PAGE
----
Dartmouth Expands Public Art Program with
Special Major Sound and Light Commission by Artist Ross Ashton
in Honor of 50th Anniversary of Hopkins Center for the Arts
(See more photos here - flickr.com/photos/79524387@N00/sets/72157631760711636/)
Beginning on Friday, October 12, a new monumental site-specific commission by Ross Ashton will be projected across the façade of Dartmouth’s Hopkins Center for the Arts, in conjunction with a weekend of celebratory performances and events commemorating “The Hop’s” 50th Anniversary. The monumental new sound-and-light installation, titled Five Windows, celebrates the Hop’s resounding impact throughout the Dartmouth community, as well as its trailblazing history as one of America’s first collegiate arts centers. Its presentation marks the latest example of Dartmouth’s historic and continuing commitment to enriching its campus with public art by the world’s leading contemporary artists.
Commissioned as part of Dartmouth’s ongoing celebration of the arts during the 2012-13 year, the presentation of Five Windows coincides with the installation of Louis Bourgeois’ Crouching Spider—an immense steel-and-bronze sculpture on long-term loan from the artist’s estate—and also follows the recent unveiling of a major new site-specific commission by Ellsworth Kelly that has been installed on the eastern façade of the Hopkins Center. Dartmouth is also preparing to install Ice Chime this winter, a work weather-responsive sculpture by alumnus Keith Moskow ’83 of Moskow Linn Architects that unites science, art, architecture, and music, and was previously displayed in Boston’s Rose Kennedy Greenway. in a weather-responsive sculpture Ice Chime,
“By enlivening our campus with vibrant new works by some of the leading voices in contemporary art, Dartmouth is reaffirming its historic reputation for placing the arts at the center of the collegiate experience,” said Dartmouth President Carol Folt. “The exceptional quality and distinctly interdisciplinary character of our campus arts programs have made Dartmouth a national model among its peers, a distinction that extends back to our establishment of one of the nation’s first collegiate arts centers in 1962.”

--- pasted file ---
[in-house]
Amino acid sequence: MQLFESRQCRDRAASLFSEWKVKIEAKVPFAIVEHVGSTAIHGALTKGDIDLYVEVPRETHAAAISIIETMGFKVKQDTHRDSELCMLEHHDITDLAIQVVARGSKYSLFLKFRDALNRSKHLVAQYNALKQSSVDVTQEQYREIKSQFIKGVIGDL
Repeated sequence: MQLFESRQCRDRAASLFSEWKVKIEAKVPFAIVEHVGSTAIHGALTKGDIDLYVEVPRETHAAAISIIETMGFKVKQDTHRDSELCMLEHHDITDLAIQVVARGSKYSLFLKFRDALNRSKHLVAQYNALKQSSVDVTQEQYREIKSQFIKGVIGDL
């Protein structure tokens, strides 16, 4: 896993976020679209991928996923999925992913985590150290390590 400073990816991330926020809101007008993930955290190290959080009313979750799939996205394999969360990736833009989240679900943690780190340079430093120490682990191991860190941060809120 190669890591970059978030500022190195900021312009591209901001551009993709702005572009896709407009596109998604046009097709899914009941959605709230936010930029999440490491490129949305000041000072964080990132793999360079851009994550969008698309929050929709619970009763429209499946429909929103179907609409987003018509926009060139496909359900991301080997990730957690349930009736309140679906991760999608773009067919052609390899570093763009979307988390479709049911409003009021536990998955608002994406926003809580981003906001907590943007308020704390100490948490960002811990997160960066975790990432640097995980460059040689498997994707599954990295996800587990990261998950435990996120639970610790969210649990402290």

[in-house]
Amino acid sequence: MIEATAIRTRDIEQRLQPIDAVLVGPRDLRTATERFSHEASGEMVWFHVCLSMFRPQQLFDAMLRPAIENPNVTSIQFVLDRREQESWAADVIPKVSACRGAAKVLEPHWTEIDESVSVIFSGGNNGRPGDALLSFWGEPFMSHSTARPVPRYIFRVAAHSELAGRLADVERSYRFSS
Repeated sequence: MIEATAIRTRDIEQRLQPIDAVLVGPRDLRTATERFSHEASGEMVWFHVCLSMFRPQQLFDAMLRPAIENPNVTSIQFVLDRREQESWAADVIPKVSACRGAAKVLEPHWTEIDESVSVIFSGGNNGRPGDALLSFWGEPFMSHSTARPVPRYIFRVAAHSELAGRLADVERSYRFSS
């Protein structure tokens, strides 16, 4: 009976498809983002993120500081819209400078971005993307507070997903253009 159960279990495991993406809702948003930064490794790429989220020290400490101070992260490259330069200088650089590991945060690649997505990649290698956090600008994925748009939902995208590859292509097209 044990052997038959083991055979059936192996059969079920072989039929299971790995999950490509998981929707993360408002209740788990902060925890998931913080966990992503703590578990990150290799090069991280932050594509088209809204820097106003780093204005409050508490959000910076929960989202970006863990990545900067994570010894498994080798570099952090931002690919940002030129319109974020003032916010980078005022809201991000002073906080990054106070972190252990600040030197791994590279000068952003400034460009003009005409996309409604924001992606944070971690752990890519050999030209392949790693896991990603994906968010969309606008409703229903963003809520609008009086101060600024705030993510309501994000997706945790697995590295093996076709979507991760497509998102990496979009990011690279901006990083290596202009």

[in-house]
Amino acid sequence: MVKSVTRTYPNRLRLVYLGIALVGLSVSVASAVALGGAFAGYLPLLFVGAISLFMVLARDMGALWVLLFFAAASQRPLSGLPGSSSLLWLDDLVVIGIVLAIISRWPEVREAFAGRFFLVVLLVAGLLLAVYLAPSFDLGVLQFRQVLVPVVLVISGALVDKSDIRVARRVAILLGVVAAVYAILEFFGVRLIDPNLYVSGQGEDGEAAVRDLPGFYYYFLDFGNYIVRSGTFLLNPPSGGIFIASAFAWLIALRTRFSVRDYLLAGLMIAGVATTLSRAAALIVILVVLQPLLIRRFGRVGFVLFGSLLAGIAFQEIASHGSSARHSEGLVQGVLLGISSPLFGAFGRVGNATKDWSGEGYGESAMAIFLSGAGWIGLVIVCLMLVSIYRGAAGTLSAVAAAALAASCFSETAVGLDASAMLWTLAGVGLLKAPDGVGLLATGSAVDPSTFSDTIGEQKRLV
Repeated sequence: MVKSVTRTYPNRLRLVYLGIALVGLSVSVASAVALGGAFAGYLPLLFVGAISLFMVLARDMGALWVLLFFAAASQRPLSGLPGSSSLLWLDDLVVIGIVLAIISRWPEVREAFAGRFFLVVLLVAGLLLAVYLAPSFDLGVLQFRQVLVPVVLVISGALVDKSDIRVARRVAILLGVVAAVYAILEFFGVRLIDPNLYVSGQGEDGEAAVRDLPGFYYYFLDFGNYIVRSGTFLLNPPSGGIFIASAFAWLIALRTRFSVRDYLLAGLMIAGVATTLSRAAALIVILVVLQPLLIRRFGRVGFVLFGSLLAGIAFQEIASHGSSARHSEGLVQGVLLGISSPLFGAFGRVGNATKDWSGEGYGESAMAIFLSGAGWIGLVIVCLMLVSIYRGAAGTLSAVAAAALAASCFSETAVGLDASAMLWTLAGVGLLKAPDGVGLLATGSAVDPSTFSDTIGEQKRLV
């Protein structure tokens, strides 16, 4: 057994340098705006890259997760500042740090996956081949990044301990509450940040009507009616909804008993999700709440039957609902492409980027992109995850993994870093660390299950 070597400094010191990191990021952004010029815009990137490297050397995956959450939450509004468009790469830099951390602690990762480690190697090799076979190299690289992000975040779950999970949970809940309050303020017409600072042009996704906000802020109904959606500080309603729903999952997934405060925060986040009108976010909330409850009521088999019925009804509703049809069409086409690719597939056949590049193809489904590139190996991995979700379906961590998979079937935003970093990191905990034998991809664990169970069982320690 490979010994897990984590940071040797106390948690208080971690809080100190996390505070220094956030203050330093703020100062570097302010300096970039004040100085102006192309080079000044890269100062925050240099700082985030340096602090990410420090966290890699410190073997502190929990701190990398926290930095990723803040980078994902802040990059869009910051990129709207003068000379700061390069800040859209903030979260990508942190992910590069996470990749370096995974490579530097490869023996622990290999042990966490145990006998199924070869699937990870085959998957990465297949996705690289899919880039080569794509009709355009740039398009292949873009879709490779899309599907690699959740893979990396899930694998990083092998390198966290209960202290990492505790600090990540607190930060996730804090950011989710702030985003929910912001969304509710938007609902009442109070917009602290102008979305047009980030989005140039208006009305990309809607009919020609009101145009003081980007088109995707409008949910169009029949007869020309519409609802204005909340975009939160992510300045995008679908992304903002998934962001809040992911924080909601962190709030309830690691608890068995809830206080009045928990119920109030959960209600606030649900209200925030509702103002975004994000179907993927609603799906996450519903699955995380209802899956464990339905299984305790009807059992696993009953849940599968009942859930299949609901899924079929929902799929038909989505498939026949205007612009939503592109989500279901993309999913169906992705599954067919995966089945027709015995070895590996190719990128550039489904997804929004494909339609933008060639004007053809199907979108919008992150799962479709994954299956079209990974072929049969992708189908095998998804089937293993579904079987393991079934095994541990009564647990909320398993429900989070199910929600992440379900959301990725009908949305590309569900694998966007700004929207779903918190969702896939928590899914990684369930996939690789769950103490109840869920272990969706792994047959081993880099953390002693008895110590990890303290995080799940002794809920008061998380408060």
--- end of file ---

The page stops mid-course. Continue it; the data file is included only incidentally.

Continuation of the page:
Following Ashton’s recent video projection ‘Face Britain, for the Queen’s Diamond Jubilee in London, Five Windows will animate the Hop’s northern façade —an iconic exterior that was designed by architect Wallace Harrison as a model for his later work on Lincoln Center. The five windows will each display a video projection reflecting the five decades of the Hop’s existence, drawing on archival images and crowd-sourced videos that encompass the building’s original design, the range of its artistic productions, and its continuing role as an epicenter of interdisciplinary creativity. Accompanied by a new score by Howie Saunders, Five Windows will be displayed on a continuous 13-minute loop on the evenings of October 12-14.
“We are thrilled to collaborate with Ross Ashton on a work that captures the spirit of artistic excellence creative experimentation that has defined the Hop for the past 50 years,” said Hopkins Center Director Jeff James. “This incredible new work celebrates the Hop’s history as a beacon of the nation’s collegiate arts community, even as we continue to advance a 21st-century model for the integration of the arts into a university setting.”
Ashton described the work as “a celebration of this place and how it came to be, the times it came from and the people involved, and the fact that it’s a space for creativity.” Images he incorporated into the 15-minute video include blueprint and schematic drawings from the planning of the Hop, photos of the construction and inaugration (including then-Dartmouth President John Sloan Dickey atop a frontloader taking a ceremonial first scoop of earth at the site), posters from throughout the Hop’s five decades, and video of Dartmouth student dancers of today. Interwoven with Saunders’ score are audio recordings from the inauguration of a speech by poet Robert –one of his last public addresses—and the Dartmouth Glee Club singing work commissioned for the occasion from composer Vincent Persichetti.
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